Friday, February 25, 2011

Crying again - but these are good tears!

Life just keeps getting better and better as the minutes of today go by and once again, I'm crying happy tears of joy!  Look what's in my local newspaper!!!

Here's a link to the article if you would rather go directly to the newspapers website!

Awesome!!!

Jolietan to sign copies of new quilt book

Story Image
Tara Lynn Darr of Joliet will sign copies of her new book, "Simply Charming: Small Scrap Quilts of Yesteryear." | Submitted by Tara Lynn Darr
If you go
What: “Simply Charming: Small Scrap Quilts of Yesteryear” book signing
When: 10 a.m. to noon Feb. 26
Where: Roberts Sewing Center, 2011 Weber Road, Crest Hill
Etc: Book signings, demonstrations and a showing of each of the 20 quilts in the new book
For more information: Call 815-729-1600

Simple nine-patch blocks, dazzling stars and basket blocks. 

These are just some of the patterns quilters can make from their leftover fabrics using the just released book, “Simply Charming: Small Scrap Quilts of Yesteryear,” by Tara Lynn Darr of Joliet.
In this book Darr, a nationally-known quilt designer whose designs have been published in “American Patchwork & Quilting” magazine, features 20 little patchwork quilts, all of which have a nostalgic look reminiscent of Civil War patterns.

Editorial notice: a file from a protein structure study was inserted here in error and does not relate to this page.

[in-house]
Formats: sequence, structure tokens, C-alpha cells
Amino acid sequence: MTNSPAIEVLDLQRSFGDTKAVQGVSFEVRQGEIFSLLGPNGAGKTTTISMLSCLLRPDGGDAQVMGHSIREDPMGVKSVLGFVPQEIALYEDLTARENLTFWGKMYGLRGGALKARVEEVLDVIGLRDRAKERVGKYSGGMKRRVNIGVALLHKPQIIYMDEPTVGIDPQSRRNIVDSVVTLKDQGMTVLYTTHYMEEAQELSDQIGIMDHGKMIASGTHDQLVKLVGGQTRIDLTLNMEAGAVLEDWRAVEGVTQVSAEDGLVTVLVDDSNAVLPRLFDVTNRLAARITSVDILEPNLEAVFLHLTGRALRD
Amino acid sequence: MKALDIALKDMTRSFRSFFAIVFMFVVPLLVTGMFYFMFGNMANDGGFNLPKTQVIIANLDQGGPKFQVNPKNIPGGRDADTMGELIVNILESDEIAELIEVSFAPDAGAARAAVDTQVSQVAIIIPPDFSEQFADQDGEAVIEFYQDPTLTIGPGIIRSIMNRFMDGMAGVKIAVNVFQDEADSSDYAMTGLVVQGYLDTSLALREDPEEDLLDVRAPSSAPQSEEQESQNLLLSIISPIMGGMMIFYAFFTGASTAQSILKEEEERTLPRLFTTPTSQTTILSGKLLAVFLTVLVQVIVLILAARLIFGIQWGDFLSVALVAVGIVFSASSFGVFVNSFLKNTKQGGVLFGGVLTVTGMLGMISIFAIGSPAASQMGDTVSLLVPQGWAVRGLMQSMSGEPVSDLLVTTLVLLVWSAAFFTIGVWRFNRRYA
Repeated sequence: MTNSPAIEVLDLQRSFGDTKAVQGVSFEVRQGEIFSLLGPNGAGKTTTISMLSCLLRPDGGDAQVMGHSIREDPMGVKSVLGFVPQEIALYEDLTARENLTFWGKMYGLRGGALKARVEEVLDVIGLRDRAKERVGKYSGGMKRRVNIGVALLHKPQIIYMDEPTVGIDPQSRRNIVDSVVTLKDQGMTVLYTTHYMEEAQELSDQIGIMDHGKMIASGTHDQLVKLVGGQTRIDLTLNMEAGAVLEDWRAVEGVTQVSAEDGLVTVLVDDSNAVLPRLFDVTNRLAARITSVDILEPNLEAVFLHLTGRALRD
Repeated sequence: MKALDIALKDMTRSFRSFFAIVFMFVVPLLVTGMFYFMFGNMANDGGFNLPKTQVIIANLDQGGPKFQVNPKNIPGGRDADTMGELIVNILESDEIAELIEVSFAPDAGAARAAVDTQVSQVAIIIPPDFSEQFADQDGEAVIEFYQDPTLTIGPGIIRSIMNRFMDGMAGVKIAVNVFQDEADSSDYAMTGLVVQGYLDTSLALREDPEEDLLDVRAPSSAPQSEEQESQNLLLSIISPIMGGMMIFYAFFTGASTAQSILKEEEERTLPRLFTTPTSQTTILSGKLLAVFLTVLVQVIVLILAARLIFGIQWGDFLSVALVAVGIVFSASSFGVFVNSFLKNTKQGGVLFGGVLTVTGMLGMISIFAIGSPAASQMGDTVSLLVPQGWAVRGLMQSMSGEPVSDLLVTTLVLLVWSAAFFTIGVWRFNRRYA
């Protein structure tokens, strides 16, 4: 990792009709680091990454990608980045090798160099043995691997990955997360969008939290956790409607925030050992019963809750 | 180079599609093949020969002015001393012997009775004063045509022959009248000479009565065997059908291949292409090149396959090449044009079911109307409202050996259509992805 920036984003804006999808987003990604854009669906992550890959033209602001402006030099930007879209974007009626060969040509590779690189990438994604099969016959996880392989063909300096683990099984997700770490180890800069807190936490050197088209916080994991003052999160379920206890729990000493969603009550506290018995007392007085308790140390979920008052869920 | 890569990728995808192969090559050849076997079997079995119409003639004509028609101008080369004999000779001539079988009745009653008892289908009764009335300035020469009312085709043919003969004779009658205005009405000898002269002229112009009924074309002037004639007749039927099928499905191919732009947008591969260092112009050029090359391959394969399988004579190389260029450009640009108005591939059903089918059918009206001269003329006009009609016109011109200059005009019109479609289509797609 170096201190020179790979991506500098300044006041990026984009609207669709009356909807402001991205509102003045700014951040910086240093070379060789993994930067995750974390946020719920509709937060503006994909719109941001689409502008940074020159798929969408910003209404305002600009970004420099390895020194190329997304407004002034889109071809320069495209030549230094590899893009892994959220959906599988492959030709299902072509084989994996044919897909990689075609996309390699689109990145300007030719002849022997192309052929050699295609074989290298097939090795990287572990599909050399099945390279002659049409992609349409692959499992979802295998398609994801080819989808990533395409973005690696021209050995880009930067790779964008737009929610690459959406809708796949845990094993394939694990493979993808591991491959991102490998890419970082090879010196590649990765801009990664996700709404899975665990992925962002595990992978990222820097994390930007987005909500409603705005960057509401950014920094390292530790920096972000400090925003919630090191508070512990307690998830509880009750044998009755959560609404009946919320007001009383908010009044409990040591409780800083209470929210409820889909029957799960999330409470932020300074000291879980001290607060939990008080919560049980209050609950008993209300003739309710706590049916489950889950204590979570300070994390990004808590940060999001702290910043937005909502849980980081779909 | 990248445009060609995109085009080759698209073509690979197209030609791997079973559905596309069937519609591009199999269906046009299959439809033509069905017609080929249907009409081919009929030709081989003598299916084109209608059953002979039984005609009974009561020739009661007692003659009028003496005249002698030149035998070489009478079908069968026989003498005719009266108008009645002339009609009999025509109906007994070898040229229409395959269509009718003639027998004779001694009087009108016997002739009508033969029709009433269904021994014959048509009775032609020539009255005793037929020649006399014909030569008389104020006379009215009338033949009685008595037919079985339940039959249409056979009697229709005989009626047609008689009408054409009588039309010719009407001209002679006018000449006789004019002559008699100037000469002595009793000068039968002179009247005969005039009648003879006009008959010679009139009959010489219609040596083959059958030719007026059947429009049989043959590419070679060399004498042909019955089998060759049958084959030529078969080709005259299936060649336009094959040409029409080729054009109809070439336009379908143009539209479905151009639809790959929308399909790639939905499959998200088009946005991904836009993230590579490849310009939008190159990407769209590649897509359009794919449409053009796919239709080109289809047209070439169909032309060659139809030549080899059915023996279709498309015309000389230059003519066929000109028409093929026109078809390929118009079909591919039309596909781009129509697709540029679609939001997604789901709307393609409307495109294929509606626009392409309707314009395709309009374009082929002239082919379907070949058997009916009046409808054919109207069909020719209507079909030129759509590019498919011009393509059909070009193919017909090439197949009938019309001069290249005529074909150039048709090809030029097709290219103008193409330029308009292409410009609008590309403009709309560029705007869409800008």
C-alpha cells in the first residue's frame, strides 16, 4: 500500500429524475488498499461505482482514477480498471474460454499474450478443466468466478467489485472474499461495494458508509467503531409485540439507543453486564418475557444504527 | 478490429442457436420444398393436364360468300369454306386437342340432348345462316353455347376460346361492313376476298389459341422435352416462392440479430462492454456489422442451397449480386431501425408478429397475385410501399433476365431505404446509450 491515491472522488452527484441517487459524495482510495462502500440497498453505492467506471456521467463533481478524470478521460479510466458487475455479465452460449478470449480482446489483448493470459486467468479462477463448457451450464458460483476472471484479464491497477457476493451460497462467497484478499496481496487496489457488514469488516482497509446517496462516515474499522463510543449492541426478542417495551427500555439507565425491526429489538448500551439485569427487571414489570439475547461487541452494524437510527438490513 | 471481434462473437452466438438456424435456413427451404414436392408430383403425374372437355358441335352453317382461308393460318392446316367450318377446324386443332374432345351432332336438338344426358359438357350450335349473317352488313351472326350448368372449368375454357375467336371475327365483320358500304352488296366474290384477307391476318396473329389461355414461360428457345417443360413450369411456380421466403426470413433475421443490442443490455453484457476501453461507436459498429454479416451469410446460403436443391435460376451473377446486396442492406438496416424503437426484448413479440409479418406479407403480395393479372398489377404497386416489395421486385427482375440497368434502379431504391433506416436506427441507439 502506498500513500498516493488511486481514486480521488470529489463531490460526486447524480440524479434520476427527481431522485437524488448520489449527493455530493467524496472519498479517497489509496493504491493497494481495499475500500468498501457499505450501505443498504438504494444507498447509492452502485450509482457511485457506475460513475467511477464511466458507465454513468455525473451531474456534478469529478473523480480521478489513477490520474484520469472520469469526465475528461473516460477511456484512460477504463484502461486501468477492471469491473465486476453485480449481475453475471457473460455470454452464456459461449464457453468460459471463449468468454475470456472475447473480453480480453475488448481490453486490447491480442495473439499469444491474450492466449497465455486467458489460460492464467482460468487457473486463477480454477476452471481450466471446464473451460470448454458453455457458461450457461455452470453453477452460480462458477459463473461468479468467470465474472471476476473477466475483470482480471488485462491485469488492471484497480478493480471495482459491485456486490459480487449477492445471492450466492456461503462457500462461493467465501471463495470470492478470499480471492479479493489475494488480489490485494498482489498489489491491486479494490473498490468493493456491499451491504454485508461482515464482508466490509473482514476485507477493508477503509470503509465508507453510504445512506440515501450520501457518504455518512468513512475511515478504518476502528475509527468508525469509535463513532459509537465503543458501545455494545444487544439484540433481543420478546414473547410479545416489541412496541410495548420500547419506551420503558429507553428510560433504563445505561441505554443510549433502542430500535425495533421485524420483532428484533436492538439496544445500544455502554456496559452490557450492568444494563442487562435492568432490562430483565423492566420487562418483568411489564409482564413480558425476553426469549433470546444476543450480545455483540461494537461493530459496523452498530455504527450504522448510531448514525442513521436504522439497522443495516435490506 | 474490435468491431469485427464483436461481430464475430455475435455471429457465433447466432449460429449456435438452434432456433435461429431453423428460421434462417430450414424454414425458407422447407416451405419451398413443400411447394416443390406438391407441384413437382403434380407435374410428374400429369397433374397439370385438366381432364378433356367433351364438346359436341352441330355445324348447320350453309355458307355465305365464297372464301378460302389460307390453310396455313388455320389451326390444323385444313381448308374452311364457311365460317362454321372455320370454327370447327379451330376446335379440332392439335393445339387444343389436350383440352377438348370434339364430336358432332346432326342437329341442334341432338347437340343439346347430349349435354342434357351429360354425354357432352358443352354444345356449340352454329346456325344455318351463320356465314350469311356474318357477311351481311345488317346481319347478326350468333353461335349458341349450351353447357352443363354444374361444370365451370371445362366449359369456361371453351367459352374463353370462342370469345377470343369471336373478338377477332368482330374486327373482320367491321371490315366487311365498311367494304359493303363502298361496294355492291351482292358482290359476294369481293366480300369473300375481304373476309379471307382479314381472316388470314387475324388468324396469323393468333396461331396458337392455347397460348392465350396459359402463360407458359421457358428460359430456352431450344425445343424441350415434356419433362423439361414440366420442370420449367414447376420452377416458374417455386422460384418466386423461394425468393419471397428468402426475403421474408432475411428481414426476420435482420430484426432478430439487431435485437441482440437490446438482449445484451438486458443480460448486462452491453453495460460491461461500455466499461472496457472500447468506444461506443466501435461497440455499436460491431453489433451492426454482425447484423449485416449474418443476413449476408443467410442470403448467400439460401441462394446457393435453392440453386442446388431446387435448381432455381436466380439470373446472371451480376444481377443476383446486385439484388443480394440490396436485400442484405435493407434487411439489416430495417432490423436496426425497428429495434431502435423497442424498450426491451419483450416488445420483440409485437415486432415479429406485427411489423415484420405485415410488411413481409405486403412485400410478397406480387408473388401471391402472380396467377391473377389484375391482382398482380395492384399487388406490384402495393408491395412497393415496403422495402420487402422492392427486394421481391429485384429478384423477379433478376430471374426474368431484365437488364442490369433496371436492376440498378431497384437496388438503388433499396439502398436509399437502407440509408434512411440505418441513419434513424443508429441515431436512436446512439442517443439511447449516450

“I like history, so all of my quilt designs come from old antique quilts,” Darr said. “They’re either a reproduction or a new pattern that used the traditional patterns of antique quilts as inspiration.”
Darr’s favorite pattern is her “Grandmother’s Flower Garden,” an old antique pattern Darr has recreated many times. As a child, Darr spent many happy hours watching her grandmother quilt and her mother sew. Darr began sewing when she was a little girl and taught herself quilting 10 years ago. She has since made — and kept — hundreds of quilts.

“It can be hard to learn at first, but if you persevere you can get it down,” Darr said.
Darr had previously self-published two quilting books, now out of print, and an additional book about rug hooking. When Kansas City Star Quilts approached Darr about a third quilting book, Darr decided one featuring fabric remnants would have the greatest appeal.

“People are still going through hard times, so this book shows them how to use up their scraps,” Darr said. “If you want to recycle clothing instead, just make sure it’s 100 percent cotton. It stitches easier and wears longer.”

Even if you have never quilted but can sew a straight seam, Darr’s book may be all you need to get you started. Since beginners may not have leftover material, Darr suggests visiting a quilting shop and asking for good, inexpensive fabric. 

Warning: quilting can become habit-forming.

“It’s cheap therapy,” Darr said. “It’s a relaxing and very soothing way to enjoy yourself.”

Darr’s company, “Sew Unique Creations,” is an online quilt shop specializing in Civil War reproduction patterns and fabrics. For more information, visit www.sewuniquecreations.com.

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